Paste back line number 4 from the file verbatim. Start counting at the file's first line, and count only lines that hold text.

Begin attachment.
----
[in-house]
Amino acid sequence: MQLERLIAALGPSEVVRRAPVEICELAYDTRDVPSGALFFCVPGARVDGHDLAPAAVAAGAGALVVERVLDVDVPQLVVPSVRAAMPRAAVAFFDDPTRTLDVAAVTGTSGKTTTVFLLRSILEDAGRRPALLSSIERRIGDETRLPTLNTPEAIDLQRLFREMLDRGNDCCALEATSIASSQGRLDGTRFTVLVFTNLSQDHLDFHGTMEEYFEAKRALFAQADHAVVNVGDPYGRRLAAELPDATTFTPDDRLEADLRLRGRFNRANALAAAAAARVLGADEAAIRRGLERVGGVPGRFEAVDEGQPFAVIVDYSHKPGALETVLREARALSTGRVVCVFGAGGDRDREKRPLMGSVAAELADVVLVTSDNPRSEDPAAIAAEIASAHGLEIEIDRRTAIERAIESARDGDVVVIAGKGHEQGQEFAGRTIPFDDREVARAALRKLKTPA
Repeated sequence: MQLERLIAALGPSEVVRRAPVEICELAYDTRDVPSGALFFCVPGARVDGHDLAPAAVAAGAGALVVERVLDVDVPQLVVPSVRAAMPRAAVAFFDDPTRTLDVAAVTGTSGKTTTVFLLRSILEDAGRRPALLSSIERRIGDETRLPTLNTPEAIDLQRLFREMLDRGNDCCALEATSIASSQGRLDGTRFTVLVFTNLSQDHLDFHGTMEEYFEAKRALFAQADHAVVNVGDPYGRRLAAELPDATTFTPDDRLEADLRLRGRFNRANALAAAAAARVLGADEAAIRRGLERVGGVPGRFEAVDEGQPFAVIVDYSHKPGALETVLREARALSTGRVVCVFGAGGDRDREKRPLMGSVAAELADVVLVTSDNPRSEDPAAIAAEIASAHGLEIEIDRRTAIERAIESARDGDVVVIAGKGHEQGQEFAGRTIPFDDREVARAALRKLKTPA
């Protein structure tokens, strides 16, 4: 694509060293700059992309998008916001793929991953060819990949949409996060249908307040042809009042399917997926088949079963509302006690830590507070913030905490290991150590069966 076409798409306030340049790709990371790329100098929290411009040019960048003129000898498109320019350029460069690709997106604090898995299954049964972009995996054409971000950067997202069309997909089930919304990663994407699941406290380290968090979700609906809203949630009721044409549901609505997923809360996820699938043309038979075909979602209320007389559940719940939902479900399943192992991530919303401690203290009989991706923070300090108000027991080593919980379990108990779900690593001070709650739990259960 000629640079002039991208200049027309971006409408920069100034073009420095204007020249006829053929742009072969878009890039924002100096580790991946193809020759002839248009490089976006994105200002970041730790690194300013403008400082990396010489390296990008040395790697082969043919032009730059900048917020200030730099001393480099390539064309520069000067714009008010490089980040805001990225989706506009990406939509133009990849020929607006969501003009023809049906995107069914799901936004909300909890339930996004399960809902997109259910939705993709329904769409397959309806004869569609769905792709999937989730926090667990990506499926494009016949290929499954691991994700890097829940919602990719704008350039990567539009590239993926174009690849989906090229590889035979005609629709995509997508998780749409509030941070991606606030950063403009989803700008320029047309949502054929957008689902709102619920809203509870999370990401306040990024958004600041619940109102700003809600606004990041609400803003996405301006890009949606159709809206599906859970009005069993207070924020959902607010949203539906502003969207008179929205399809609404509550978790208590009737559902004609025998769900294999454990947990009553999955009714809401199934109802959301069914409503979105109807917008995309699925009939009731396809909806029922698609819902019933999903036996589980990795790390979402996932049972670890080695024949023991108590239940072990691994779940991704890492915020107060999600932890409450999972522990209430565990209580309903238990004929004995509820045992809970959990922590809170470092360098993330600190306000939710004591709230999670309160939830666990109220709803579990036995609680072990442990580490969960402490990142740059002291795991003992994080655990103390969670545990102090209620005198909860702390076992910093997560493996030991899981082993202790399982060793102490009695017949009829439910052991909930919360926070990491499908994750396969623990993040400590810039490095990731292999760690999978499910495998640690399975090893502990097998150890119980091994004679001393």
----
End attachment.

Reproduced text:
């Protein structure tokens, strides 16, 4: 694509060293700059992309998008916001793929991953060819990949949409996060249908307040042809009042399917997926088949079963509302006690830590507070913030905490290991150590069966 076409798409306030340049790709990371790329100098929290411009040019960048003129000898498109320019350029460069690709997106604090898995299954049964972009995996054409971000950067997202069309997909089930919304990663994407699941406290380290968090979700609906809203949630009721044409549901609505997923809360996820699938043309038979075909979602209320007389559940719940939902479900399943192992991530919303401690203290009989991706923070300090108000027991080593919980379990108990779900690593001070709650739990259960 000629640079002039991208200049027309971006409408920069100034073009420095204007020249006829053929742009072969878009890039924002100096580790991946193809020759002839248009490089976006994105200002970041730790690194300013403008400082990396010489390296990008040395790697082969043919032009730059900048917020200030730099001393480099390539064309520069000067714009008010490089980040805001990225989706506009990406939509133009990849020929607006969501003009023809049906995107069914799901936004909300909890339930996004399960809902997109259910939705993709329904769409397959309806004869569609769905792709999937989730926090667990990506499926494009016949290929499954691991994700890097829940919602990719704008350039990567539009590239993926174009690849989906090229590889035979005609629709995509997508998780749409509030941070991606606030950063403009989803700008320029047309949502054929957008689902709102619920809203509870999370990401306040990024958004600041619940109102700003809600606004990041609400803003996405301006890009949606159709809206599906859970009005069993207070924020959902607010949203539906502003969207008179929205399809609404509550978790208590009737559902004609025998769900294999454990947990009553999955009714809401199934109802959301069914409503979105109807917008995309699925009939009731396809909806029922698609819902019933999903036996589980990795790390979402996932049972670890080695024949023991108590239940072990691994779940991704890492915020107060999600932890409450999972522990209430565990209580309903238990004929004995509820045992809970959990922590809170470092360098993330600190306000939710004591709230999670309160939830666990109220709803579990036995609680072990442990580490969960402490990142740059002291795991003992994080655990103390969670545990102090209620005198909860702390076992910093997560493996030991899981082993202790399982060793102490009695017949009829439910052991909930919360926070990491499908994750396969623990993040400590810039490095990731292999760690999978499910495998640690399975090893502990097998150890119980091994004679001393």